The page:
Every now and then I come across an amazing mirror or sculpture signed C. Jeré, and until recently I had no idea of the genius behind the name. C. Jeré, erroneously also called Curtis Jere, is not a person like Line Vautrin, but rather the signature used by Jerry Fels (1917-2007) and Kurt Freiler (b.1910) of Artisan House who created a vast array of mirrors, lighting, and sculptures during the 1960s and 1970s. Fels and Freiler began producing costume jewelry in L.A. in the 50s and 60s until a fire destroyed their stock and factory. It was then they decided to take a leap into interior decoration metal objects.
The fab wall sculptures and mirrors made of metal and wires are what I’m currently coveting. Some are abstract, others representational, and there is even a group of pop art inspired pieces that include a huge bottle opener and whisk.
I love this mass of spheres, which would look great above a long sofa. They catch the light and reflect it in such an amazingly interactive way. Or I can see this swirl of fish in a lakeside home. And a good mirror goes a long way, and one like this happens to be a favorite.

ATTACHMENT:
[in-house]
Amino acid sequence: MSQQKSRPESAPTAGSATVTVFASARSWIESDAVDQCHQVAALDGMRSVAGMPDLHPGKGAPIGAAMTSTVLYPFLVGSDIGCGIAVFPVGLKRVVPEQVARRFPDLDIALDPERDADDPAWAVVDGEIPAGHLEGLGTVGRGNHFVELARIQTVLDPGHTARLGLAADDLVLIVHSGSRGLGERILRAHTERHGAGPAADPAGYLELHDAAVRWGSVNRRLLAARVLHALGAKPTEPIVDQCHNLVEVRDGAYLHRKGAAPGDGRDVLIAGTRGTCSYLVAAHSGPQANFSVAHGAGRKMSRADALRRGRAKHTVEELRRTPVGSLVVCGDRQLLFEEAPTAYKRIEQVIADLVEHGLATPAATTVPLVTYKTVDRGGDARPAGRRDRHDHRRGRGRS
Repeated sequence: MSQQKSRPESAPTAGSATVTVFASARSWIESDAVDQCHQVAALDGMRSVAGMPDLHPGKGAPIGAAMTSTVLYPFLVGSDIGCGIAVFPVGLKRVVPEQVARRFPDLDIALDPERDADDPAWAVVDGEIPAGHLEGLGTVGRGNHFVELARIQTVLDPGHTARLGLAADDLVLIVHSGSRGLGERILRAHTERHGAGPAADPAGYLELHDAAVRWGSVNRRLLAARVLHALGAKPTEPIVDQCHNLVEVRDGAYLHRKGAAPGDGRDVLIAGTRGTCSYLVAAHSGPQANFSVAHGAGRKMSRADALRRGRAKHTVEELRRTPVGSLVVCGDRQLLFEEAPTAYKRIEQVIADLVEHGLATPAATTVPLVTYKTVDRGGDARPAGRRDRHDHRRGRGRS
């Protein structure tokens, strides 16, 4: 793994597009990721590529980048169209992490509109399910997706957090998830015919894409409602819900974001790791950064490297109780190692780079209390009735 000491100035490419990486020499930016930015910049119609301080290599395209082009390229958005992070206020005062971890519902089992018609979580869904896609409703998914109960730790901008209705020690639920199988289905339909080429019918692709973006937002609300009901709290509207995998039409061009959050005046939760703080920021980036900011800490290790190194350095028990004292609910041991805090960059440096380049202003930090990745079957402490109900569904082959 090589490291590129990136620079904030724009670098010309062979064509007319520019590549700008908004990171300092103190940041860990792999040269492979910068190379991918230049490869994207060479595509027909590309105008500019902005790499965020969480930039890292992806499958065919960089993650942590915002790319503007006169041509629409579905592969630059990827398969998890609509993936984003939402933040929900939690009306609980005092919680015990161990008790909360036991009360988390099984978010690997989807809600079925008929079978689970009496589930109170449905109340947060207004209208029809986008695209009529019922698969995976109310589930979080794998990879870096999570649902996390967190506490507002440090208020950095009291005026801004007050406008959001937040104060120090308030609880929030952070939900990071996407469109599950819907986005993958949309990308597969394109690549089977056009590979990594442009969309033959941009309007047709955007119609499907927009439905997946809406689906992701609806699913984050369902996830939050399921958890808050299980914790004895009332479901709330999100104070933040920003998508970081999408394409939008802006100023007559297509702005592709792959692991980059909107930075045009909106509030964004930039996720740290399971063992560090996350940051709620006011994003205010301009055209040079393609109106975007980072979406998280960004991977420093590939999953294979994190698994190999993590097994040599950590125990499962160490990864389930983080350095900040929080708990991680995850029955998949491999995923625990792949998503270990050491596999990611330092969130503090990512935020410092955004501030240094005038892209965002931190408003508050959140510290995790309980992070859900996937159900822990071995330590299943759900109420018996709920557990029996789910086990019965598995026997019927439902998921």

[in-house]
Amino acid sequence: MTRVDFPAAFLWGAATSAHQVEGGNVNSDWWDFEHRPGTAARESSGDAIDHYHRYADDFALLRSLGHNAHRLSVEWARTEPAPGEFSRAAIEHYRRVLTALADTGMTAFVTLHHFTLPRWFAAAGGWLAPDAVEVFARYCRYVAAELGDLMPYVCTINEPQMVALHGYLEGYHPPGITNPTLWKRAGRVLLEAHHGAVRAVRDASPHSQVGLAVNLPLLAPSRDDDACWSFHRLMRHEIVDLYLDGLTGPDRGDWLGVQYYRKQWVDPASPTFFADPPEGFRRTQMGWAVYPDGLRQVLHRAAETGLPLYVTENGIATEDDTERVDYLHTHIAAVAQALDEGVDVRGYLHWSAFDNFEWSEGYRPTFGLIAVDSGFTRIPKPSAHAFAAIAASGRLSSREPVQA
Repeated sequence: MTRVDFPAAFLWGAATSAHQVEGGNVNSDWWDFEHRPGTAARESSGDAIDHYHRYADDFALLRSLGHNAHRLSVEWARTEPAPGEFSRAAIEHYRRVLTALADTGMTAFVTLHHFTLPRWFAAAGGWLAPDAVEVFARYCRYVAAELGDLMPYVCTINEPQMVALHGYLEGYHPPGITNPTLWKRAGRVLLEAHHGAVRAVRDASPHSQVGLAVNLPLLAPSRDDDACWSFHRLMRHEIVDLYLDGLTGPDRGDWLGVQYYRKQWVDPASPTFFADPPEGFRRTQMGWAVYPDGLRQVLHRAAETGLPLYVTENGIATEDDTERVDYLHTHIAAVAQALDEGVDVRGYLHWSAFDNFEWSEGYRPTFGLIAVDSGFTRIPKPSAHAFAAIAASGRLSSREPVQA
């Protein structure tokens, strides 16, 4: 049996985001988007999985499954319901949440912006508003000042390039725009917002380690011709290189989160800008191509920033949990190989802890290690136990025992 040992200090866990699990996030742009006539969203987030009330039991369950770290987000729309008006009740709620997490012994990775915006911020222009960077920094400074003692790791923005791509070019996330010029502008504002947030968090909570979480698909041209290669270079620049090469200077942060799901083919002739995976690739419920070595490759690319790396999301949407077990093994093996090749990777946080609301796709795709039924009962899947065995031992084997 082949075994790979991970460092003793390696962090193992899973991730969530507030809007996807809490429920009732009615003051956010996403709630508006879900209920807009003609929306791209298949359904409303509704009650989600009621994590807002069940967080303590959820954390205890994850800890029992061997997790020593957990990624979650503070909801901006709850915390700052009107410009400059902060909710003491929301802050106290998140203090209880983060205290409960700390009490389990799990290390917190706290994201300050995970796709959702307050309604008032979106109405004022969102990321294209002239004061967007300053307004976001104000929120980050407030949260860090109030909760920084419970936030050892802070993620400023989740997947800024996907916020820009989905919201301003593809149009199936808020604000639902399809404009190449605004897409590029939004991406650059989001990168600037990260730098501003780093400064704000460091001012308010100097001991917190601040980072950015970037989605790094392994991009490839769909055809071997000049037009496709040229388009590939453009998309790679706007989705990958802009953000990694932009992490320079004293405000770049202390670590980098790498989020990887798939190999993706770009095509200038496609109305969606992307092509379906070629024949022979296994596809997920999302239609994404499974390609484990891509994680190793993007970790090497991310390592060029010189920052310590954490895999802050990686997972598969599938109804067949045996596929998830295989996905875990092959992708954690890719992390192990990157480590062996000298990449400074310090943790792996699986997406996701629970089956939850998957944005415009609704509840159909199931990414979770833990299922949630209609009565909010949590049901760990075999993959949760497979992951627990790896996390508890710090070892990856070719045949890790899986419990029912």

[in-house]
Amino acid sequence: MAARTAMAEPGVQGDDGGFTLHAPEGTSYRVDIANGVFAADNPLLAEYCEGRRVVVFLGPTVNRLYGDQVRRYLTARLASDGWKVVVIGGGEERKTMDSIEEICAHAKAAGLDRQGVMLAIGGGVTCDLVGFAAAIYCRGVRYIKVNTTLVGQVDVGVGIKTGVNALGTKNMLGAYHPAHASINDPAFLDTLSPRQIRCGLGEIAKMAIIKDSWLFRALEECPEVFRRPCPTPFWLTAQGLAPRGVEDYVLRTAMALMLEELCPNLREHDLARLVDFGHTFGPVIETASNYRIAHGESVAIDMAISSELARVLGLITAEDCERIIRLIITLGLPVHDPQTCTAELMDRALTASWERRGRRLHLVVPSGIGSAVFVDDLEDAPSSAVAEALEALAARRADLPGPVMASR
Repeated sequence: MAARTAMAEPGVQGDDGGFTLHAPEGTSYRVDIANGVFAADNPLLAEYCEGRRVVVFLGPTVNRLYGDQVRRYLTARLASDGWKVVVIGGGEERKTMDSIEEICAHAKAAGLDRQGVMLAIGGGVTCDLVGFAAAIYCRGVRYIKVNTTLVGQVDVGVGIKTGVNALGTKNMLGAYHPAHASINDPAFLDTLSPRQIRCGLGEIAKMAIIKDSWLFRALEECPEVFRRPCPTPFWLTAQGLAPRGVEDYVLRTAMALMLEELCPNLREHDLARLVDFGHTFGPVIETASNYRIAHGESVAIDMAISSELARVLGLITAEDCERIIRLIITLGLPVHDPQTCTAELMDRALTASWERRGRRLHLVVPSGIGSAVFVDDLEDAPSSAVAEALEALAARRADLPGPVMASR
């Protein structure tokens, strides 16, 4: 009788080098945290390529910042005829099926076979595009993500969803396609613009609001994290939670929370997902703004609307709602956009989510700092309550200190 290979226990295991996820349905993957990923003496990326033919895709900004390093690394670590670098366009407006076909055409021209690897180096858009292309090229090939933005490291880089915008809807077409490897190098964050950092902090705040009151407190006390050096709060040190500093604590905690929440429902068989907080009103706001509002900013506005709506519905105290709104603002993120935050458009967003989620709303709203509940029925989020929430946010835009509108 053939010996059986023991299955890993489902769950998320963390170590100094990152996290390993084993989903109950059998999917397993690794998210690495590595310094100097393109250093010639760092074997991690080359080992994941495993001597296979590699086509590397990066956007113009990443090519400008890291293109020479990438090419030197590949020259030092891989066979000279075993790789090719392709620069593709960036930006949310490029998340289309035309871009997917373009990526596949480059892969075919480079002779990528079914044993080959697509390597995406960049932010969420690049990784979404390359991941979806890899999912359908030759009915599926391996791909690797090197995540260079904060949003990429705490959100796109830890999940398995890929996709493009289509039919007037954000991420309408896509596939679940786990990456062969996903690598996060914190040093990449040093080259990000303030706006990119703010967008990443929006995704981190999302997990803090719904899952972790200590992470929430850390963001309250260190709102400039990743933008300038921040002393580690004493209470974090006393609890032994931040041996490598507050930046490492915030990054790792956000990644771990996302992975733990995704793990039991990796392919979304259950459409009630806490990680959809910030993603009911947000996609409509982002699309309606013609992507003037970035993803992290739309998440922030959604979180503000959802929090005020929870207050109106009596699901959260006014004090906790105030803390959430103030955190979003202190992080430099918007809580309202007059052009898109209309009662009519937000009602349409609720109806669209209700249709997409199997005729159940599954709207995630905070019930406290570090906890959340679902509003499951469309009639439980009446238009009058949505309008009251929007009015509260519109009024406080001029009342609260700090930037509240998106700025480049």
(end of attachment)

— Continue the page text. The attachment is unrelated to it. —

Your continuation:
There are also the fun pieces, if only because of the eccentric kitsch factor. Who really needs a wall sculpture of the Golden Gate Bridge? But then, it’s such a funky piece that it screams 1970s and could be just what that retro decor is crying out for. Or this leaping pod of dolphins – really?
All of their work is signed C. Jeré, so don’t accept anything not signed. The increasing popularity has led to a run in prices for the best work, but Jonathan Adler has recently begun reproducing some of the pieces in collaboration with the original firm. But as I always advise, look for the originals first. They’re out there begging to be found.
PS: Thank you for stopping by and reading my feature today. I love what I do as an interior designer and art advisor, and it’s my hope that through these blog posts I’m enriching and heightening your aesthetic sensibility towards art, design and fabulous interiors in some way ~ Richard Rabel (a.k.a. the modern sybarite)